Pupil Examination

    • Measurement of pupil size and pupil constriction to light stimulation and to viewing a target placed within 3 inches of the eye
    • Step 1: assess the size of the pupils in dim illumination
      • Position your light below the patient’s chin and shine the light on the upper face, using the minimum amount of light needed to judge pupil size
      • Measure pupil size in both eyes with the gauge on the Snellen near visual acuity card
    • Step 2: assess the constriction of the pupils to direct light
      • Position your light 3 inches below the patient’s right eye and shine the light directly on that eye; perform the same maneuver on the left eye
      • Note the pupil size in each eye at maximal constriction to light
      • If either pupil does not constrict normally to light, test for “light-near dissociation” by comparing pupil constriction to light and to a target held within 3 inches of the eye
    • Step 3: hunt for a relative afferent pupil defect
      • Shine your light first on the right pupil, then on the left pupil, moving the light across the nasal bridge
      • Look for relatively reduced constriction or dilation of one pupil as the light is shined on it
      • Trap: a relative afferent pupil defect need not display dilation; a small relative afferent pupil defect may be diagnosed if there is a consistent difference in pupil dynamics on this test
    • Step 4: if there is anisocoria and both pupils constrict normally to light, you must rule out a Horner syndrome by instilling apraclonidine 0.5% in each eye, even if there is no ptosis ipsilateral to the smaller pupil
      • Look for reversal of anisocoria after 30 minutes
      • Trap: instilling apraclonidine in children aged 2 years or less may cause acute cardiovascular side effects, so use cocaine 10% instead
    • Physiologic anisocoria: a pupil size difference of 1mm or less in dimmest illumination, both pupils constricting normally to light, and a negative topical apraclonidine or cocaine test
    • Pathologic anisocoria: there are 7 causes
      • Horner syndrome: lesion in the oculosympathetic pathway that allows both pupils to constrict normally to light, but causes the affected pupil to dilate poorly in darkness; there is usually mild ipsilateral ptosis; the apraclonidine test causes reversal of anisocoria
      • Third nerve palsy: lesion in the pre-ganglionic nerve segment that causes a dilated, poorly constricting pupil, along with ocular ductional deficits and/or ptosis of varying severity
      • Dorsal midbrain syndrome: lesion in the midbrain tectum that causes large pupils that constrict poorly to light and better to a near target, and some combination of vertical gaze impairment, lid retraction, and clonic convergence retraction on attempted upgaze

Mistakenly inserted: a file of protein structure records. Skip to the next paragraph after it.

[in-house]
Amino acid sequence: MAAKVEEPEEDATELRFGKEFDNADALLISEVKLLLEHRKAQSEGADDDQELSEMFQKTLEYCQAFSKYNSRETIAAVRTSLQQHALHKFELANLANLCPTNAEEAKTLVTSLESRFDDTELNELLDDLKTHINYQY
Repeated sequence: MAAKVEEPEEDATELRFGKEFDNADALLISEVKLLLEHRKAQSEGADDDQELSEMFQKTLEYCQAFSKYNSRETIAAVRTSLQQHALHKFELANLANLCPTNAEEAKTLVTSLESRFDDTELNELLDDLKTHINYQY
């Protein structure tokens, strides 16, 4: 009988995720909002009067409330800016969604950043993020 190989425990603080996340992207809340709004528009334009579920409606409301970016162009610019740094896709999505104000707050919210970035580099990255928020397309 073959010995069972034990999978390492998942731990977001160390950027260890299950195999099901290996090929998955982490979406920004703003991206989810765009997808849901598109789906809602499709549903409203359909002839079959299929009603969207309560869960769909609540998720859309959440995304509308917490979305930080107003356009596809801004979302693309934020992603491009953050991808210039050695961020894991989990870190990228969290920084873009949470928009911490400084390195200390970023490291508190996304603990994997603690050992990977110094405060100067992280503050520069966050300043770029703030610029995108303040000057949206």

• Tonic (Adie) pupil: ciliary ganglion or ciliary nerve lesion that causes slow segmental iris constriction to a near target, slow dilatation on refixation at distance, and pupil constriction to dilute pilocarpine; considered a limited dysautonomia
      • Pharmacologic mydriasis: exposure to a topical anticholinergic agent that causes a mydriatic pupil that fails to constrict to pilocarpine at 0.5% concentration or higher; be aware that topical sympathomimetic agents can also cause a mild pharmacologic mydriasis, and that the affected pupils may not constrict normally to direct light
      • Iris sphincter lesion: iris damage from eye surgery, trauma, uveitis, or dysplasia that causes the affected pupil to be irregular and to constrict poorly to light; slit lamp examination usually discloses iris pathology
    • Relative afferent pupil defect: there are 3 causes
      • Ipsilateral optic neuropathy or relatively greater ipsilateral than contralateral optic neuropathy
      • Ipsilateral extensive retinopathy or relatively greater ipsilateral than contralateral retinopathy
      • Contralateral optic tract lesion
    • Light-near dissociation: pupil that constricts poorly to direct light and more amply to a target fixated at 3-inch distance from the eye; there are 3 causes
      • Ipsilateral optic neuropathy (“afferent light-near dissociation")
      • Ipsilateral ciliary ganglion/ciliary nerve lesion (“tonic light-near dissociation”)
      • Dorsal midbrain syndrome (“tectal light-near dissociation”)

    Additional Examination Techniques

    Visual Acuity Examination Color Vision Examination Pupil Examination Eye Movement Examination Eye Alignment Examination